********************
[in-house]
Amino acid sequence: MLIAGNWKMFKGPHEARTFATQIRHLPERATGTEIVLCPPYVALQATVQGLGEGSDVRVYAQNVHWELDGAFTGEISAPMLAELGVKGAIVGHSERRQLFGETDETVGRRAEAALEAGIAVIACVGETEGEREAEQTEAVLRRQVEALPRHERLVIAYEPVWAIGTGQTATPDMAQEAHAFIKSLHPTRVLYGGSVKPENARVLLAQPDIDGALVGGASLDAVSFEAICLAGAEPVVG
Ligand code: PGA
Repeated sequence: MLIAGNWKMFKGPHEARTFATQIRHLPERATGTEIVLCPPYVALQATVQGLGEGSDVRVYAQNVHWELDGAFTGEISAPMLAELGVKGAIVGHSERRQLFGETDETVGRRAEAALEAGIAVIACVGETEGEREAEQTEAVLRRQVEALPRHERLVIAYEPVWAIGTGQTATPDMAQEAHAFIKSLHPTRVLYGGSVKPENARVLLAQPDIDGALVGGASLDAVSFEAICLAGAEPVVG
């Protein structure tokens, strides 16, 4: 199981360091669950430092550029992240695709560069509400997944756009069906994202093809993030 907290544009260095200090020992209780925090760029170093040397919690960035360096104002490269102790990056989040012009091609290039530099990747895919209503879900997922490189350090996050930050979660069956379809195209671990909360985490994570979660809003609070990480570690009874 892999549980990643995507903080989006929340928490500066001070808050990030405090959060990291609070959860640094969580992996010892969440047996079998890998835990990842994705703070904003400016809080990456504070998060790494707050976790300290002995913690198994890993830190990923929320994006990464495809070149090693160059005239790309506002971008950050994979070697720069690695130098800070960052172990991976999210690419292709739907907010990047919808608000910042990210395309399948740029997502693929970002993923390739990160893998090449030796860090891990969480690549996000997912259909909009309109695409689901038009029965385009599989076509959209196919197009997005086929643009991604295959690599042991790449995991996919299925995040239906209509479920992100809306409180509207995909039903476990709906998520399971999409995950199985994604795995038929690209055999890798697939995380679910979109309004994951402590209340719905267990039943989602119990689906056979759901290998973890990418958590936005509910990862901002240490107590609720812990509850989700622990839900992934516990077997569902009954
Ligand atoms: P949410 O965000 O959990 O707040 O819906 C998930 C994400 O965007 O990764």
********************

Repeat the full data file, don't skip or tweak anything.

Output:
[in-house]
Amino acid sequence: MLIAGNWKMFKGPHEARTFATQIRHLPERATGTEIVLCPPYVALQATVQGLGEGSDVRVYAQNVHWELDGAFTGEISAPMLAELGVKGAIVGHSERRQLFGETDETVGRRAEAALEAGIAVIACVGETEGEREAEQTEAVLRRQVEALPRHERLVIAYEPVWAIGTGQTATPDMAQEAHAFIKSLHPTRVLYGGSVKPENARVLLAQPDIDGALVGGASLDAVSFEAICLAGAEPVVG
Ligand code: PGA
Repeated sequence: MLIAGNWKMFKGPHEARTFATQIRHLPERATGTEIVLCPPYVALQATVQGLGEGSDVRVYAQNVHWELDGAFTGEISAPMLAELGVKGAIVGHSERRQLFGETDETVGRRAEAALEAGIAVIACVGETEGEREAEQTEAVLRRQVEALPRHERLVIAYEPVWAIGTGQTATPDMAQEAHAFIKSLHPTRVLYGGSVKPENARVLLAQPDIDGALVGGASLDAVSFEAICLAGAEPVVG
């Protein structure tokens, strides 16, 4: 199981360091669950430092550029992240695709560069509400997944756009069906994202093809993030 907290544009260095200090020992209780925090760029170093040397919690960035360096104002490269102790990056989040012009091609290039530099990747895919209503879900997922490189350090996050930050979660069956379809195209671990909360985490994570979660809003609070990480570690009874 892999549980990643995507903080989006929340928490500066001070808050990030405090959060990291609070959860640094969580992996010892969440047996079998890998835990990842994705703070904003400016809080990456504070998060790494707050976790300290002995913690198994890993830190990923929320994006990464495809070149090693160059005239790309506002971008950050994979070697720069690695130098800070960052172990991976999210690419292709739907907010990047919808608000910042990210395309399948740029997502693929970002993923390739990160893998090449030796860090891990969480690549996000997912259909909009309109695409689901038009029965385009599989076509959209196919197009997005086929643009991604295959690599042991790449995991996919299925995040239906209509479920992100809306409180509207995909039903476990709906998520399971999409995950199985994604795995038929690209055999890798697939995380679910979109309004994951402590209340719905267990039943989602119990689906056979759901290998973890990418958590936005509910990862901002240490107590609720812990509850989700622990839900992934516990077997569902009954
Ligand atoms: P949410 O965000 O959990 O707040 O819906 C998930 C994400 O965007 O990764």